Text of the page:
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 What is the difference between ~> and -> 

Last post Mon, Mar 11 2013 6:41 AM by Andrew Beckett. 2 replies.
Started by howardhaoracle 08 Mar 2013 10:41 AM. Topic has 2 replies and 793 views
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  • Fri, Mar 8 2013 10:41 AM

    What is the difference between ~> and -> Reply


    Please explain the difference between using ~> and ->  ?? When do you use ~>  or ->?

    I looked at some Skill codes and I see both are used

     Thanks for your explanation..



    • Post Points: 20
  • Fri, Mar 8 2013 11:17 AM

    • skillUser
    • Top 10 Contributor
    • Joined on Fri, Sep 19 2008
    • Austin, TX
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    Re: What is the difference between ~> and -> Reply

     Hi Howard,

    The basic answer is that "~>" should be used for database objects (and CDF, techfiles, constraints...) whereas the "->" operator is for "everything else" such as windows, menu structures, form structures, disembodied property lists, tables etc.  Often they can be used interchangeably but with one big difference: the ~> operator can handle a list on its left hand side (input) and expand the query for each of the elements on the left.  Here's a brief example:

    cv = geGetEditCellView()
    => (db:0x16fcba12 db:0x16fcba13 db:0x16fcba14 db:0x16fcba15 ...)
    => ("Out" "net9" "A" "vss!" "B" ...)

    In the example the second ~> (in red) has a list as its input and it queries the "name" attribute for each of the members and returns the list of results.  If you tried "->" for the second query ("name") it will return nil, but if you used it for the "cv~>nets" query it would work since there is only one thing in its input on the left.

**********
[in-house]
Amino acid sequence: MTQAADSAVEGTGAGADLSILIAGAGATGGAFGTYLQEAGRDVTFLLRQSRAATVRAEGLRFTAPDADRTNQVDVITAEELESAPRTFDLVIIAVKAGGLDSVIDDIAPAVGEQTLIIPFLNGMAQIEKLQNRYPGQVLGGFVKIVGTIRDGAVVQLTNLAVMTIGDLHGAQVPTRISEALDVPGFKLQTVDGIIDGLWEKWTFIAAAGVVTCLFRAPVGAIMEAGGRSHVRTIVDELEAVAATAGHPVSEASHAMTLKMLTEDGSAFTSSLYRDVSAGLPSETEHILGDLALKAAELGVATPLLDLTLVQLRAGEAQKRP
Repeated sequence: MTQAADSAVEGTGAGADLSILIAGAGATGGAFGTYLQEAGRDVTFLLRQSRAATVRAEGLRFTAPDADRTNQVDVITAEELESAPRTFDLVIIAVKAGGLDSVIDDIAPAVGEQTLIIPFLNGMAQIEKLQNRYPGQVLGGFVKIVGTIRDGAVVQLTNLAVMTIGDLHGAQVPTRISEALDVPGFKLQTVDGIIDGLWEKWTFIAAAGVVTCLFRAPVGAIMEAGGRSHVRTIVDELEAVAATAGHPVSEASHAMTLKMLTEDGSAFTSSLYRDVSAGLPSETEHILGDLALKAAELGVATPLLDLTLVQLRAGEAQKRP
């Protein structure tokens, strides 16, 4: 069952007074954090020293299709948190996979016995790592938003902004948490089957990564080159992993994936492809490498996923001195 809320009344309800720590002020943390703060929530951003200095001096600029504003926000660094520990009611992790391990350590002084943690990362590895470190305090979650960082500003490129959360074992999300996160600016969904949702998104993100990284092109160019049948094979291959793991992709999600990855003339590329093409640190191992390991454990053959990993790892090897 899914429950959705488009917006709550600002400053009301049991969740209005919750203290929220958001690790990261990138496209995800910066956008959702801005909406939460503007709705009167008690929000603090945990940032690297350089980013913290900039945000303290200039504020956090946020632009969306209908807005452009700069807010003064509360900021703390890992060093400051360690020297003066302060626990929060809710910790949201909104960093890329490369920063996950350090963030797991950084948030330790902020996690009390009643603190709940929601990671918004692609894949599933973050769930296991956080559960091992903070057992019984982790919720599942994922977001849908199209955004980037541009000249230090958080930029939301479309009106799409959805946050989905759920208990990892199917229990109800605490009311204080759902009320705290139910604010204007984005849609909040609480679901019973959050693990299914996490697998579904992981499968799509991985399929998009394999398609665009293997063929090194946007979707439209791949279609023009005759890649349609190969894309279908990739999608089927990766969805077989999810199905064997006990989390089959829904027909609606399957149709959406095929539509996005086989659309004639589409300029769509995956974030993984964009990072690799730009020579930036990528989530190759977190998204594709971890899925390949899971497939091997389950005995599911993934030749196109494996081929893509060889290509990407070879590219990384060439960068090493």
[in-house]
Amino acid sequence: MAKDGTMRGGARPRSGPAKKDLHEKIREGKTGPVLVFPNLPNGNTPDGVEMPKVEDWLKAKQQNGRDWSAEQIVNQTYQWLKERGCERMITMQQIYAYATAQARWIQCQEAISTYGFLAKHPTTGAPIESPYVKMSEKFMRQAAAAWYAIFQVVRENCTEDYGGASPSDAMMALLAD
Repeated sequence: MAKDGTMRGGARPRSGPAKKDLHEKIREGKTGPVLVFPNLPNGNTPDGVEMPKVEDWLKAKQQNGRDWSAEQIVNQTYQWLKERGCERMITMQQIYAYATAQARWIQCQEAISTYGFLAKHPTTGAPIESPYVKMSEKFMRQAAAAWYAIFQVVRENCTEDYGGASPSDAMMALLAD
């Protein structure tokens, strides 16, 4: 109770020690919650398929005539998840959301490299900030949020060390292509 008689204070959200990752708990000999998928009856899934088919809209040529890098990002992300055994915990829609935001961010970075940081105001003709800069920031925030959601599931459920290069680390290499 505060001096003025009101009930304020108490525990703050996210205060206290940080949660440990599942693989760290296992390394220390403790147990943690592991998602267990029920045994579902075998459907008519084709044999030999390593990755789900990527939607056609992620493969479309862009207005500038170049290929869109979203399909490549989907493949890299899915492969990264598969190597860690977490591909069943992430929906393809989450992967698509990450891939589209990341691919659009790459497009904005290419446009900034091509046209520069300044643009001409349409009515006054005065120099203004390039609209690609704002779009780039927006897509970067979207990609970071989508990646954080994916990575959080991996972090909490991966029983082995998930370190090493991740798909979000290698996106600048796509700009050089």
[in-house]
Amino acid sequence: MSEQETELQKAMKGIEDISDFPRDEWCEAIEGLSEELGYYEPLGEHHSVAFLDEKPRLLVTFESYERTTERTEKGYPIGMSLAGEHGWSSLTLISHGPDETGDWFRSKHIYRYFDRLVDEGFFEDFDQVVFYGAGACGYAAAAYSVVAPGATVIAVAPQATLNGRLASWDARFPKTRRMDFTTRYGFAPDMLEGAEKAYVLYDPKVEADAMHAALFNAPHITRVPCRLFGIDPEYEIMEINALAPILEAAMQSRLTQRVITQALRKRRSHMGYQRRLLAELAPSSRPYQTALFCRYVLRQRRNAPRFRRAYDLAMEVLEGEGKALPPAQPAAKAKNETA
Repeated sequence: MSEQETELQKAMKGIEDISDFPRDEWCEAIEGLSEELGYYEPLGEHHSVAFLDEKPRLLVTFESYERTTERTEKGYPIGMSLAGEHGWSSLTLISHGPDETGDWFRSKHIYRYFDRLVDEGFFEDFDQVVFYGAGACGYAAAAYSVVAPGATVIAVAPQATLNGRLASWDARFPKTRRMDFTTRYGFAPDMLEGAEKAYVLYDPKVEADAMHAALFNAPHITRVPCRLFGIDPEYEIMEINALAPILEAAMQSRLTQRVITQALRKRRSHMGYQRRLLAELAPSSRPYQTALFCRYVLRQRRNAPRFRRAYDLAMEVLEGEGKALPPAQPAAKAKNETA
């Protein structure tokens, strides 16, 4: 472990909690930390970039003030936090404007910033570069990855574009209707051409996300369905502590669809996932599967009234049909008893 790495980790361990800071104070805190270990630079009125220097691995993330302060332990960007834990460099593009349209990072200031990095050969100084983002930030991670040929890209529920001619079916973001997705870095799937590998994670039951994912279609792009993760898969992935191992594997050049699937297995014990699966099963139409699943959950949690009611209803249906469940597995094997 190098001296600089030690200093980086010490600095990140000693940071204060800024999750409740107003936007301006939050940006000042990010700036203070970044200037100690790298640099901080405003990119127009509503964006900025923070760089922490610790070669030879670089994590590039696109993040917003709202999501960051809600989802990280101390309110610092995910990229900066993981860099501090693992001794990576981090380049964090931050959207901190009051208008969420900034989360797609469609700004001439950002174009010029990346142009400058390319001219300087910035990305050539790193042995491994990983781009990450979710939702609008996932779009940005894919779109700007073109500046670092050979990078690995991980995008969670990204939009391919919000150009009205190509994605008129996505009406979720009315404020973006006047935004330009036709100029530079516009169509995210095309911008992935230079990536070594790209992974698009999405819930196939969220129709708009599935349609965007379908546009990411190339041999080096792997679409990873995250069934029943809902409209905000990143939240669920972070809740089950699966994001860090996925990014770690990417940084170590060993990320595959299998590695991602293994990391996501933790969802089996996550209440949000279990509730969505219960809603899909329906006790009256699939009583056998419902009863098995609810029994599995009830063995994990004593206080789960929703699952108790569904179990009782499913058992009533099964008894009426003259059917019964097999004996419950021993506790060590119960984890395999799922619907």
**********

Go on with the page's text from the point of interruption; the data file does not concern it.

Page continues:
Hopefully this clarifies the main differences.  Generally speaking you should use the "~>" for database objects, techfile access, constraint object access and so on, and use "->" for everything else.



    • Post Points: 20
  • Mon, Mar 11 2013 6:41 AM

    Re: What is the difference between ~> and -> Reply

    What Lawrence says is not strictly correct. Actually you can use the -> and ~> interchangeably except on lists, where they behave differently. With a list, if you use -> then you are treating the list as a disembodied property list where you have a list with a dummy value first (often nil) followed by key/value pairs where the key is a symbol. So for example:



     > dpl
    (nil shape "circle" colour "red")
    > dpl->shape
    > dpl->shape="square"
    > dpl->shape
    > dpl
    (nil shape "square" colour "red")

    If you use ~> on a list, then it effectively does a foreach mapcar over the list, applying the ~> operator on each member of the list and returning a list of the results. This is as Lawrence mentioned above. So doing:


    is like doing:

    foreach(mapcar net cv~>nets net~>name)

    but obviously shorter and more to the point.

    So ~> can be used for windows, menu structures, form structures, tables and so on - just not disembodied property lists.

    Regards (and sorry to be pedantic!),


    • Post Points: 5
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Started by howardhaoracle at 08 Mar 2013 10:41 AM. Topic has 2 replies.